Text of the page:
“I only eat twice a day. I have a bruch at home usually then head out for the day. Dinner would usually be at one of my favourite Thai places where I can get a good fresh meal and a drink for less than 150 baht. I admit to spending a lot on alcohol each month, probably more than I spend on food.”

• Transport – 10,000

“I have a motorbike and keep the machine running to zip around the city. I’ll get a taxi home after a big night, plenty don’t but I’ve seen too many old fellas getting rotten at the bar then driving home killing themselves on the way.” Don says he takes taxis a few times a week when he knows he’s going for bug night.

• Insurance – 58,000 per year

“I’ve always had full health insurance. It’s expensive but it’s good piece of mind. Never had a claim since I started about 15 years ago. My premium has stayed the same even though I’ve gotten older – not sure how long that will stay like that. I’ve gone to local hospitals and paid for a few bumps and scrapes.”

• Visa

“Been on a ‘Geeza Visa’ (Retirement Visa) since I was 50. Before then I used to do visa runs and just made it up as I went along. Except for the 90 day reporting, it’s fairly easy. I have put reminders in my phone for the next ten years!”

PROS: Lots of friendly ladies, cheap to live compared to US, away from the wife

CONS: Shit beaches, some expats, can’t speak Thai

If you have story ideas, a restaurant to review, an event to cover or an issue to discuss, contact The Thaiger editorial staff.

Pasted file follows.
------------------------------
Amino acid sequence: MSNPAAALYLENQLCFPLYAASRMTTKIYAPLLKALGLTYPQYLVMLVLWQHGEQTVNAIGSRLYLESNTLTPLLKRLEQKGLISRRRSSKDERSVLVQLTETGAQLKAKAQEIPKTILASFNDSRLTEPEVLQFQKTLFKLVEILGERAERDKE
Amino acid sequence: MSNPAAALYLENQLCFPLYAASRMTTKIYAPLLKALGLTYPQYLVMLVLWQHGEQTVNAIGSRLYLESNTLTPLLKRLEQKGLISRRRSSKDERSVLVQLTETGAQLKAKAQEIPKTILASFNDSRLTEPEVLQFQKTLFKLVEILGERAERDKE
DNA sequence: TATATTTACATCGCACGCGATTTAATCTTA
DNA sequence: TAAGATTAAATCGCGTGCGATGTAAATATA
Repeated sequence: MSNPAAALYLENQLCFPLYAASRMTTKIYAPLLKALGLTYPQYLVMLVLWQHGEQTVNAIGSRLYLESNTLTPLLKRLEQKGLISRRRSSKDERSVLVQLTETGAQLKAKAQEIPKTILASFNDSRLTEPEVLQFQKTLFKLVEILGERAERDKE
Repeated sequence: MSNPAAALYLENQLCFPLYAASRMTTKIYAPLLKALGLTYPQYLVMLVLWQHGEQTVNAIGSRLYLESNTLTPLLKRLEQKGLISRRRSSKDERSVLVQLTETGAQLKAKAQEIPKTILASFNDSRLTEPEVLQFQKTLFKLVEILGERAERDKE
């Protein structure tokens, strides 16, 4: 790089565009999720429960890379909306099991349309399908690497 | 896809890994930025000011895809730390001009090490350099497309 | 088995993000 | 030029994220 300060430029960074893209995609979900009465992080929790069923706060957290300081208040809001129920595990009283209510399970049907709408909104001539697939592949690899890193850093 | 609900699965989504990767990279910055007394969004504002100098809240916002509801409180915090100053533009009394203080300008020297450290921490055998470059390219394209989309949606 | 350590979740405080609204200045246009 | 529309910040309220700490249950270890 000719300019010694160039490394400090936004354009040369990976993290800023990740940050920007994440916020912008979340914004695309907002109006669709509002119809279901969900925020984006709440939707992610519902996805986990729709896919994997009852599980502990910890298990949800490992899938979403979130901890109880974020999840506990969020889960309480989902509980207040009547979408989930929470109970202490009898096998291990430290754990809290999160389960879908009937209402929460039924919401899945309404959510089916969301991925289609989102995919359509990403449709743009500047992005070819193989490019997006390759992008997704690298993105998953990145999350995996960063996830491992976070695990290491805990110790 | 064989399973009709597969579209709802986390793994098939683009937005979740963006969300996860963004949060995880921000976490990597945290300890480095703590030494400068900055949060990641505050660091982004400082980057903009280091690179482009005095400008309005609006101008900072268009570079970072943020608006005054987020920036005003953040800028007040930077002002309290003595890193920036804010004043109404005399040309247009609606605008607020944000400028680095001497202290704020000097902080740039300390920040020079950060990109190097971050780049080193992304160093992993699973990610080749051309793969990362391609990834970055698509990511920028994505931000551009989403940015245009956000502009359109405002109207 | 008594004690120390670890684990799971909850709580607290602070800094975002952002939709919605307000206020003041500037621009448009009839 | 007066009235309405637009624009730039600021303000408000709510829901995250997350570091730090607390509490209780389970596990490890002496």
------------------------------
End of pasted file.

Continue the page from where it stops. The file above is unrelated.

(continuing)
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Third runway for BKK Suvarnabhumi Airport

The Thaiger



Third runway for BKK Suvarnabhumi Airport | The Thaiger

The Thai cabinet yesterday approved the construction of a third runway at Suvarnabhumi International Airport as part of the country’s ambition to become the aviation hub of ASEAN.

The 21.7 billion baht project will increase the combined capacity of Suvarnabhumi international airport’s runways to 94 arrivals and departures per hour from the current 64, said Lt-Gen Weerachon Sukonthapatipak, deputy government spokesman.

Suvarnabhumi Airport (aka. BKK) was opened in 2006 as Bangkok’s second airport. Initially it replaced the tired Don Mueang Airport but Don Mueang was later revamped as a low-coast airport to service the growing traffic demands.